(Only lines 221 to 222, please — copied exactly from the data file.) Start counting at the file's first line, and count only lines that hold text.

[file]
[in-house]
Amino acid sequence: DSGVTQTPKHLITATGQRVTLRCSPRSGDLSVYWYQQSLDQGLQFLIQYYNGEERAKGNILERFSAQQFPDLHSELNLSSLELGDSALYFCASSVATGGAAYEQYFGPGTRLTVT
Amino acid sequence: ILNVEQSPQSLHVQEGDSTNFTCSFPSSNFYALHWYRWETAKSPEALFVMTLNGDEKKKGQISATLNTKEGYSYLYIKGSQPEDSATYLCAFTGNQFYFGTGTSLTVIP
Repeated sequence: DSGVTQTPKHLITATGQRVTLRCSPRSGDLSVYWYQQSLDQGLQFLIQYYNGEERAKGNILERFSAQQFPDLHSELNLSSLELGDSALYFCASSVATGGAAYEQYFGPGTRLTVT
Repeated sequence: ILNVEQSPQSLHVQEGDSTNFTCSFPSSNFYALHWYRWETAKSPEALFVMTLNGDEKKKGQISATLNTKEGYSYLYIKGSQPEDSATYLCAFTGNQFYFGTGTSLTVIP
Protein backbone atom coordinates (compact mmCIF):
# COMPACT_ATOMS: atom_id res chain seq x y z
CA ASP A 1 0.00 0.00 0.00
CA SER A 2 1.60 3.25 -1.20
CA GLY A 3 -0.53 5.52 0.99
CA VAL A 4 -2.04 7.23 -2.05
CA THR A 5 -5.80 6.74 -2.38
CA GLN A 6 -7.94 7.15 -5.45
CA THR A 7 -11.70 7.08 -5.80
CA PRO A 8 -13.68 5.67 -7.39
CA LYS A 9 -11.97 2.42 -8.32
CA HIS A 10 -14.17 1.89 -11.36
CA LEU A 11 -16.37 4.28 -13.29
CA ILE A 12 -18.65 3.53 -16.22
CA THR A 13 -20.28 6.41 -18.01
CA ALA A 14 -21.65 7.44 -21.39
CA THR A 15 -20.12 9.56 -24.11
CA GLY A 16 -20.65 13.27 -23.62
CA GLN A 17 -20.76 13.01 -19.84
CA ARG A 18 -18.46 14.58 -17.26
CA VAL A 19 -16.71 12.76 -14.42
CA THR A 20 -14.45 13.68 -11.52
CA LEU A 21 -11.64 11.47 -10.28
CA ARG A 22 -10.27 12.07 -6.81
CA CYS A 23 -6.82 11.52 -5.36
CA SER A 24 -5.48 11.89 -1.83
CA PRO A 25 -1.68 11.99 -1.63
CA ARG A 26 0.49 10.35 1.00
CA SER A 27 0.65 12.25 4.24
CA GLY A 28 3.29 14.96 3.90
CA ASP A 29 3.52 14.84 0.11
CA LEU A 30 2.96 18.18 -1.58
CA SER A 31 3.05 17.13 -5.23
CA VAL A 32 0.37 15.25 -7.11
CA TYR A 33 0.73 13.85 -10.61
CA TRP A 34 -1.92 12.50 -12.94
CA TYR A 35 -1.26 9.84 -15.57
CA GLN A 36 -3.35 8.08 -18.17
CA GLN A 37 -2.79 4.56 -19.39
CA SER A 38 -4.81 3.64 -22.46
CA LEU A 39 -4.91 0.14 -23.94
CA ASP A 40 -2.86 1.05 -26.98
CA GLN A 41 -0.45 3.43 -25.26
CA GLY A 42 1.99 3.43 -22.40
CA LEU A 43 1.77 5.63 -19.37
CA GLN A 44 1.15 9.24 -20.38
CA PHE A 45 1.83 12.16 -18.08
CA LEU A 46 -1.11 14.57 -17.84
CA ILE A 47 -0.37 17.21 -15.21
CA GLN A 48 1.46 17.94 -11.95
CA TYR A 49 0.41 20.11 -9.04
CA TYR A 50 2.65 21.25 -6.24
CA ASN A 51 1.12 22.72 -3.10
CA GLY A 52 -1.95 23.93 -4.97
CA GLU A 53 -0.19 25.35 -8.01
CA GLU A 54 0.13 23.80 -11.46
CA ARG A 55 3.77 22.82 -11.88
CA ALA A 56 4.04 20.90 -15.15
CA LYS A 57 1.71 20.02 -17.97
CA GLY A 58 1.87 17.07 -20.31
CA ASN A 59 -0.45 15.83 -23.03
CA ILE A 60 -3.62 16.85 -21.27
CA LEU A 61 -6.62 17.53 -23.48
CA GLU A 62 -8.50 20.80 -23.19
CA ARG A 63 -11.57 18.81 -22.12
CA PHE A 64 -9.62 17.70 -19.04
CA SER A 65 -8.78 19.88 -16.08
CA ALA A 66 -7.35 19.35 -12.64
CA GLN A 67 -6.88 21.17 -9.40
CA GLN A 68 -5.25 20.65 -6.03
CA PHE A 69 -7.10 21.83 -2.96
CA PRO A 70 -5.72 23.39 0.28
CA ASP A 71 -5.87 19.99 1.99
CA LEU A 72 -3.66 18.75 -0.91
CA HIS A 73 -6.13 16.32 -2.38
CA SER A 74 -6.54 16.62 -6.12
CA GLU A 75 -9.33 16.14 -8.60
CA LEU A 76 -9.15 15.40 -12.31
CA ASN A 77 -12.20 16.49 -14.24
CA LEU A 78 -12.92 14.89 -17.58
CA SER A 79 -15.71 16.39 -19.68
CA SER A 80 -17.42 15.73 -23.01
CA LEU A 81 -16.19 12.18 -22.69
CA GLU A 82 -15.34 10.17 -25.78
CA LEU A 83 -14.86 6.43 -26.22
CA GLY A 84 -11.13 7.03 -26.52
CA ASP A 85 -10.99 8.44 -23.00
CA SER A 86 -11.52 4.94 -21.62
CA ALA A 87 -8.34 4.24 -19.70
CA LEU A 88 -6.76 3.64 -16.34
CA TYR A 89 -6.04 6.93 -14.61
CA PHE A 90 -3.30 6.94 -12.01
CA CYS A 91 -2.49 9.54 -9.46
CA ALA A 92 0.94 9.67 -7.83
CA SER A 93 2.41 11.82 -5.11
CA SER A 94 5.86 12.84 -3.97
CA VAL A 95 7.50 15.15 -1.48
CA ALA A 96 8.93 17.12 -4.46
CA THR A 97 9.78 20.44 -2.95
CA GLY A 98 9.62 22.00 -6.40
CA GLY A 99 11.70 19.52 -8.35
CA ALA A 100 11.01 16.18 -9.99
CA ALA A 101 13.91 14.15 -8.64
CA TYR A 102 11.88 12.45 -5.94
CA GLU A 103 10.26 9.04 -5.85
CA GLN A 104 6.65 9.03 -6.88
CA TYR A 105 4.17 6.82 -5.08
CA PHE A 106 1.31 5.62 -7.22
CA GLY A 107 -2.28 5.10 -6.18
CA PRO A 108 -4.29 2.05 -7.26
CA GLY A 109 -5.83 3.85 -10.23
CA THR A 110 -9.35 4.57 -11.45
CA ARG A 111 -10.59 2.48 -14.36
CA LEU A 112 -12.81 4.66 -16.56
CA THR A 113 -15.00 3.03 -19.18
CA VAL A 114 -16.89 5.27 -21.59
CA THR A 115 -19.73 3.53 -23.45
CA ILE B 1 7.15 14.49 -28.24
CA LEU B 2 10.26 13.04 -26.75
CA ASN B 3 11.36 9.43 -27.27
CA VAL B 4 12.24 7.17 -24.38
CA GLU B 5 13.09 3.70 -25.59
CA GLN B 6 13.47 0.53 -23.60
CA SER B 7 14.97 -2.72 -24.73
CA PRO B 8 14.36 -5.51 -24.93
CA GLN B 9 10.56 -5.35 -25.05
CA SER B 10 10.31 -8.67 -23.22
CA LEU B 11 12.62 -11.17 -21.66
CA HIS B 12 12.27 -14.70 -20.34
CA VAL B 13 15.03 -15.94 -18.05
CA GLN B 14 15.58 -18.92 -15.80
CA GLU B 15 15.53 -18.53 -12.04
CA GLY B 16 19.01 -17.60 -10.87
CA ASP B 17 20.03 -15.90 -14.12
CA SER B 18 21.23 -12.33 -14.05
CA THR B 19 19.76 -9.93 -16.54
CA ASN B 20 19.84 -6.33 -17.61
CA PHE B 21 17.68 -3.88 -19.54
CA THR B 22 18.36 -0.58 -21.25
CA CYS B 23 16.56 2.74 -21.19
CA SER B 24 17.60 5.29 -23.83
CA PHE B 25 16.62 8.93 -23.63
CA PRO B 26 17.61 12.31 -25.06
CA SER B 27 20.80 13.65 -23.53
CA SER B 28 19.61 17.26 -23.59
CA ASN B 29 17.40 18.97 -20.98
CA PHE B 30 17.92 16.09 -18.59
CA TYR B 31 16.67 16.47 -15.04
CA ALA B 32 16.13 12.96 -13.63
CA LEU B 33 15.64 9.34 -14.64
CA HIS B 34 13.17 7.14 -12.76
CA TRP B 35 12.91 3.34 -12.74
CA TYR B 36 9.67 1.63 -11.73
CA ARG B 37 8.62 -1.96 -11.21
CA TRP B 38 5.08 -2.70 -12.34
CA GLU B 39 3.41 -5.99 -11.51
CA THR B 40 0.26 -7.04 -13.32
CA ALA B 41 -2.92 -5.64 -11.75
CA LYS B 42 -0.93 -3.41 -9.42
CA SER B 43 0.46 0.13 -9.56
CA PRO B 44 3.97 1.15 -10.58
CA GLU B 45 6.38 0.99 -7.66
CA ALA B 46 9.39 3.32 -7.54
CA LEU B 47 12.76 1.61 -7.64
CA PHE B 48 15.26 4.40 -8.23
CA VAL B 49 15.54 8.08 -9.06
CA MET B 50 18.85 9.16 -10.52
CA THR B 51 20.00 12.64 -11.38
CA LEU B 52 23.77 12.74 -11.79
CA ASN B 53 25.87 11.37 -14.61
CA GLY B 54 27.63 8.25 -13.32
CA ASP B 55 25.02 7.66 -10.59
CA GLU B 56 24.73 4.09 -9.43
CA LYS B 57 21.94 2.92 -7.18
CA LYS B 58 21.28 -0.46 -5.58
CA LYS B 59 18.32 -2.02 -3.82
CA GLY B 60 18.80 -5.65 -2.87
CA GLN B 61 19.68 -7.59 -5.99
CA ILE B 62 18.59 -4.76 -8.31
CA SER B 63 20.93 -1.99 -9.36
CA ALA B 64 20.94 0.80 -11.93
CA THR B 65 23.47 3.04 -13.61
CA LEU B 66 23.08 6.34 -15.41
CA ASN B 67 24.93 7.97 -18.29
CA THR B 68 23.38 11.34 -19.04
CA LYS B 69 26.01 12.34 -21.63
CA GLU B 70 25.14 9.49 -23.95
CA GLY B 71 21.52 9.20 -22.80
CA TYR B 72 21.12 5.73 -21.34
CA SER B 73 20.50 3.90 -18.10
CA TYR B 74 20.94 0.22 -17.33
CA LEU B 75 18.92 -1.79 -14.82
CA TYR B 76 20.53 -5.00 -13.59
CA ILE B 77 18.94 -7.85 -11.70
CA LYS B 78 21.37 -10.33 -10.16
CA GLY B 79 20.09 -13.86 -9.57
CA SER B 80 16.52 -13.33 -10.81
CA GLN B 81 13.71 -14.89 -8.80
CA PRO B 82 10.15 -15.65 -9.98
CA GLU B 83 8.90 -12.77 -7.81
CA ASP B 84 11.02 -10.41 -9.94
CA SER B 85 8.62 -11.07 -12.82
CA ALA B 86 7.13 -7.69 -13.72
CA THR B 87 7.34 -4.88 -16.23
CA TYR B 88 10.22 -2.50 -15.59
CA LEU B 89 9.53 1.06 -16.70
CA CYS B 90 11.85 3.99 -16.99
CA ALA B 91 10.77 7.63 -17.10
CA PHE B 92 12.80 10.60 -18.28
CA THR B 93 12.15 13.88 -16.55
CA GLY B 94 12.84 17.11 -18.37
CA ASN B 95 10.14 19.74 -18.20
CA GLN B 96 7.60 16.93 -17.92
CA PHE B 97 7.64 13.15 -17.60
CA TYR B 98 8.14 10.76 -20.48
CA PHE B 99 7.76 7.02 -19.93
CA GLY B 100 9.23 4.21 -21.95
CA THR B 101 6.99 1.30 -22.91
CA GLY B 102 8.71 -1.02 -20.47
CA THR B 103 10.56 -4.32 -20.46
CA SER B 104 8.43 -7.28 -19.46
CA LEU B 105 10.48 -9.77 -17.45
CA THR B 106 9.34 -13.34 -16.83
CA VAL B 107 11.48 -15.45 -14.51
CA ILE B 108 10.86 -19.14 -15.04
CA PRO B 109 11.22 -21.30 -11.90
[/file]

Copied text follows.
CA PHE B 99 7.76 7.02 -19.93
CA GLY B 100 9.23 4.21 -21.95